The Monday Roundup: Marketing madness, truck bloat fee, new bike book, and more

Welcome back from the long weekend.

Quick note: I’m in California visiting family at the moment and only working very sparingly, so things might be a bit quieter around here until I return Friday morning. Lisa Caballero and Taylor Griggs will hold down the fort. Have a great Pedalpalooza kickoff and I’m sorry to miss it this year!

Here are the most notable items our writers and readers came across in the past seven eight days…

Doctors’ orders: A medical student at George Washington University makes the case that D.C. has the money and need to vastly improve cycling by creating a network of protected lanes and that the city’s physicians should organize a campaign to convince lawmakers to make it happen.

Marketing madness: Former BikePortland Podcast guest Tom Flood’s latest piece for Streetsblog eviscerates an new commercial for a massive Toyota truck that’s being sold as a stylish way to grab a quick cup of cappuccino.

New Yorker goes on a ride: The venerable publication dives into bicycle history inspired by Jody Rosen’s new book, “Two Wheels Good: The History and Mystery of the Bicycle” which they say is a “set of quirky and kaleidoscopic stories.” (The book also has some fun Portland bits in the culture chapter!)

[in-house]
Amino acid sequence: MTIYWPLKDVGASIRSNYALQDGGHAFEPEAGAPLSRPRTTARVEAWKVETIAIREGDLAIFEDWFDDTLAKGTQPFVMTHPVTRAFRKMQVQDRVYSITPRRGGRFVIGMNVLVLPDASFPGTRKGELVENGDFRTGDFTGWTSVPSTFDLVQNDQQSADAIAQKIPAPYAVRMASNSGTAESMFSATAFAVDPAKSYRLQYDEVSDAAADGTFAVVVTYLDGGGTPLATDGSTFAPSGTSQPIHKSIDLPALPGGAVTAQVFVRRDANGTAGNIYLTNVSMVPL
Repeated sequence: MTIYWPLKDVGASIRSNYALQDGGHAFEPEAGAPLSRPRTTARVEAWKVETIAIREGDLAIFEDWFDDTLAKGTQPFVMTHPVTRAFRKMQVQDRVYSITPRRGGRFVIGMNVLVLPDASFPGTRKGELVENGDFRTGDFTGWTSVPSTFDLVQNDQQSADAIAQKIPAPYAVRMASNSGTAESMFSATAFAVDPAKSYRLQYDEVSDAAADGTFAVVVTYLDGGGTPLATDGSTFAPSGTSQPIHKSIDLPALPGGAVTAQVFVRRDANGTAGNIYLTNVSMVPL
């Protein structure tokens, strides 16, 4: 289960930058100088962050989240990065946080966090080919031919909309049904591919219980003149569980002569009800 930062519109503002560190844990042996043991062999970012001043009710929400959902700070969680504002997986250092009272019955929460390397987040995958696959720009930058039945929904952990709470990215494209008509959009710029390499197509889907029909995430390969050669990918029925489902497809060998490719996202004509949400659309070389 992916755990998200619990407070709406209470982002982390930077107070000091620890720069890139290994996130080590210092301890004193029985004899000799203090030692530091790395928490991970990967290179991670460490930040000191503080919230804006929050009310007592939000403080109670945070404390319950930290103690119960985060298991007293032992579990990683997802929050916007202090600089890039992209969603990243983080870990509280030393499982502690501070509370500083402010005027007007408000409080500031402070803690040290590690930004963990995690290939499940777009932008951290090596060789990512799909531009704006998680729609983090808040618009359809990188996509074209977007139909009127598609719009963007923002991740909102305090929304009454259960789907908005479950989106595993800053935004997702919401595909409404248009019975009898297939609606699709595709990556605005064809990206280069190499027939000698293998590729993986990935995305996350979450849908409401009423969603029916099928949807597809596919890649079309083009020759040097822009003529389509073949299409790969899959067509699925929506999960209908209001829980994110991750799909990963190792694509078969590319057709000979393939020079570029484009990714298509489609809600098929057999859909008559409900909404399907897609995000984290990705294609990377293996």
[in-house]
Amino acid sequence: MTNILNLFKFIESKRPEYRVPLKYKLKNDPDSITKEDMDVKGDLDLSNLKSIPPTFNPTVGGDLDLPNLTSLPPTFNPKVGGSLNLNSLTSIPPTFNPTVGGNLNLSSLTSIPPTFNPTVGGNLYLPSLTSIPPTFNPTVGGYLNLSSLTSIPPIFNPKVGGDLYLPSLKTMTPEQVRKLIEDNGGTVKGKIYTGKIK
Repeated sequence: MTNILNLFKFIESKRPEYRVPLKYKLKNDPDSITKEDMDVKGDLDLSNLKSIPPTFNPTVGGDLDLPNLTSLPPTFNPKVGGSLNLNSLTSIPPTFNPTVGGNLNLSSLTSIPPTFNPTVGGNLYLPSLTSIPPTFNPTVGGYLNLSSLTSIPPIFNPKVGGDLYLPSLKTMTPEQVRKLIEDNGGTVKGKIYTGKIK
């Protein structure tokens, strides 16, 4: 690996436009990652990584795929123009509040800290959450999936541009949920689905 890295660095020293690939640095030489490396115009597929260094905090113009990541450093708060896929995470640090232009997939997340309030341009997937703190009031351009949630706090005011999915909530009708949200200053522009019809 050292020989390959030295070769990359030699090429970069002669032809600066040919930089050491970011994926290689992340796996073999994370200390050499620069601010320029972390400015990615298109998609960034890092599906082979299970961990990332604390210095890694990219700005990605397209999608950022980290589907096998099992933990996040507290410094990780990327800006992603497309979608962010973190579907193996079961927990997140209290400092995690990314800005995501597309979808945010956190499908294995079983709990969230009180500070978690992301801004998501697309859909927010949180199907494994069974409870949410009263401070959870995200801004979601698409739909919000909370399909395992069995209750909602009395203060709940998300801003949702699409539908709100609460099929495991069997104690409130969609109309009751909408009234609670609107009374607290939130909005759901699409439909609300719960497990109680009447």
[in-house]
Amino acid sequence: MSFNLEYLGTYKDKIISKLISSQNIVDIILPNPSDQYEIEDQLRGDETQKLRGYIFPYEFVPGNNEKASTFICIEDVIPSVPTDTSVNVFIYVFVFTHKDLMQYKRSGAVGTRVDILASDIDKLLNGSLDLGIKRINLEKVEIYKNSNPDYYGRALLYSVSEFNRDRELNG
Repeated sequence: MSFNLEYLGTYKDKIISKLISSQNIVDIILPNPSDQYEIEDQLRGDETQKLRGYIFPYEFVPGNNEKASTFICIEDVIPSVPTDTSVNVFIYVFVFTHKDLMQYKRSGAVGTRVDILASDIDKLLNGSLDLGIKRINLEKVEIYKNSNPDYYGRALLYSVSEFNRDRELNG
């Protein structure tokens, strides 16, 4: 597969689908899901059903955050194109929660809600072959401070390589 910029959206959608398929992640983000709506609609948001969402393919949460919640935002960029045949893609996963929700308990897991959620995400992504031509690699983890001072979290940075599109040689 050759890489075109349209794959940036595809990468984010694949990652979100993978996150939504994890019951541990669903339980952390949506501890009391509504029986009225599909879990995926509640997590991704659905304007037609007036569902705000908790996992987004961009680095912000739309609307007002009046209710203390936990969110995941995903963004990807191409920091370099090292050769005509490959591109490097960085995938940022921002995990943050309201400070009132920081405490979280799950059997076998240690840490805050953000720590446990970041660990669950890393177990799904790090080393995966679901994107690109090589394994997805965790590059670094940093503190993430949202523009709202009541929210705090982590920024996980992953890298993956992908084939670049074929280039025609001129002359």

L.A. killed a freeway: The Los Angeles regional transportation authority voted to end a $6 billion plan to widen the 710 freeway after decades of planning after officials decided, “they must find a new way to lessen traffic without adding lanes.”

Denver, too: And transportation officials in Denver, Colorado have also given up on a major freeway project because it would cost too much and it’s simply not worth it.

Subsidies for cargo bikes: In Italy, business owners can receive a government subsidy of up to 30% toward the price of a cargo bike (up to $2,100).

Automotive media loves e-cars: Motor Trend, “hasn’t been taken over by a bunch of car-hating eco-weenies” say editors of the popular magazine, in a piece explaining why they are 100% on board with the push toward electric cars.

Those other car emissions: Europe will start to regulate not just engine exhaust emissions from cars but another pernicious driving byproduct: tiny particles of toxic brake dust.

Truck bloat fee: Municipal lawmakers in Washington D.C. want to charge much higher registration fees for owners of large pickups and SUVs in a move aimed at tamping down enthusiasm for the absurdly large vehicles.

Thanks to everyone who sent us links this week!